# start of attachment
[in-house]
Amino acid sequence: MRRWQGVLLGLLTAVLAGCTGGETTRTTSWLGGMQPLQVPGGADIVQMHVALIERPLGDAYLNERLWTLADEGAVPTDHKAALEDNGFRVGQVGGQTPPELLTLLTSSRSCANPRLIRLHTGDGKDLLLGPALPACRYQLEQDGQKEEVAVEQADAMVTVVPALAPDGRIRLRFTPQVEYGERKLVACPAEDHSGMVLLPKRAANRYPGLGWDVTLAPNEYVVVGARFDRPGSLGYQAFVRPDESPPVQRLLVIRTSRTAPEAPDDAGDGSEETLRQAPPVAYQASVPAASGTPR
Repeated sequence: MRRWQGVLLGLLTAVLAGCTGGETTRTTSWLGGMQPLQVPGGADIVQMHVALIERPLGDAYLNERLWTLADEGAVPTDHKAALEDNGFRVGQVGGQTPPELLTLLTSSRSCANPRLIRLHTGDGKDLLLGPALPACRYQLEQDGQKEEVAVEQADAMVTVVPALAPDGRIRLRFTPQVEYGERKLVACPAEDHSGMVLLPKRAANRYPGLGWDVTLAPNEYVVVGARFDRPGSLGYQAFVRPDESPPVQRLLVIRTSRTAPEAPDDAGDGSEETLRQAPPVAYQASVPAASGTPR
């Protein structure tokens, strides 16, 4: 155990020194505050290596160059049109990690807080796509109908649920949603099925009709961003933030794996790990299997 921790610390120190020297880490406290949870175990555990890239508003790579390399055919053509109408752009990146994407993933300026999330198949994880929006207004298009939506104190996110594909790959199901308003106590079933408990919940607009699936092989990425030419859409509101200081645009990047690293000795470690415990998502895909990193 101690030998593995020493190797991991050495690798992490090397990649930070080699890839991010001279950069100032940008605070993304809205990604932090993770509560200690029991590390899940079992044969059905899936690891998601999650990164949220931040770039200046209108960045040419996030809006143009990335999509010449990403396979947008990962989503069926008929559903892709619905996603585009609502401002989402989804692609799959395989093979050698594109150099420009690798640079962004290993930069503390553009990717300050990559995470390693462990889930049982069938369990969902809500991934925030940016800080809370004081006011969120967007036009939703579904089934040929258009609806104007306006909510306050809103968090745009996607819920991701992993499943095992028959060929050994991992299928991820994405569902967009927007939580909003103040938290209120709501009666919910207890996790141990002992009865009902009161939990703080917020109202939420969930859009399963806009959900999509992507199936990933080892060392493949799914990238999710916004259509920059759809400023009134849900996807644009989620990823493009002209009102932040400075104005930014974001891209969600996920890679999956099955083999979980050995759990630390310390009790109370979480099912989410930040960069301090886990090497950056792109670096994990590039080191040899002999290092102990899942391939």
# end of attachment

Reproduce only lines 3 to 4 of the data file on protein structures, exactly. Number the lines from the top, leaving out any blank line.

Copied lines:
Repeated sequence: MRRWQGVLLGLLTAVLAGCTGGETTRTTSWLGGMQPLQVPGGADIVQMHVALIERPLGDAYLNERLWTLADEGAVPTDHKAALEDNGFRVGQVGGQTPPELLTLLTSSRSCANPRLIRLHTGDGKDLLLGPALPACRYQLEQDGQKEEVAVEQADAMVTVVPALAPDGRIRLRFTPQVEYGERKLVACPAEDHSGMVLLPKRAANRYPGLGWDVTLAPNEYVVVGARFDRPGSLGYQAFVRPDESPPVQRLLVIRTSRTAPEAPDDAGDGSEETLRQAPPVAYQASVPAASGTPR
């Protein structure tokens, strides 16, 4: 155990020194505050290596160059049109990690807080796509109908649920949603099925009709961003933030794996790990299997 921790610390120190020297880490406290949870175990555990890239508003790579390399055919053509109408752009990146994407993933300026999330198949994880929006207004298009939506104190996110594909790959199901308003106590079933408990919940607009699936092989990425030419859409509101200081645009990047690293000795470690415990998502895909990193 101690030998593995020493190797991991050495690798992490090397990649930070080699890839991010001279950069100032940008605070993304809205990604932090993770509560200690029991590390899940079992044969059905899936690891998601999650990164949220931040770039200046209108960045040419996030809006143009990335999509010449990403396979947008990962989503069926008929559903892709619905996603585009609502401002989402989804692609799959395989093979050698594109150099420009690798640079962004290993930069503390553009990717300050990559995470390693462990889930049982069938369990969902809500991934925030940016800080809370004081006011969120967007036009939703579904089934040929258009609806104007306006909510306050809103968090745009996607819920991701992993499943095992028959060929050994991992299928991820994405569902967009927007939580909003103040938290209120709501009666919910207890996790141990002992009865009902009161939990703080917020109202939420969930859009399963806009959900999509992507199936990933080892060392493949799914990238999710916004259509920059759809400023009134849900996807644009989620990823493009002209009102932040400075104005930014974001891209969600996920890679999956099955083999979980050995759990630390310390009790109370979480099912989410930040960069301090886990090497950056792109670096994990590039080191040899002999290092102990899942391939």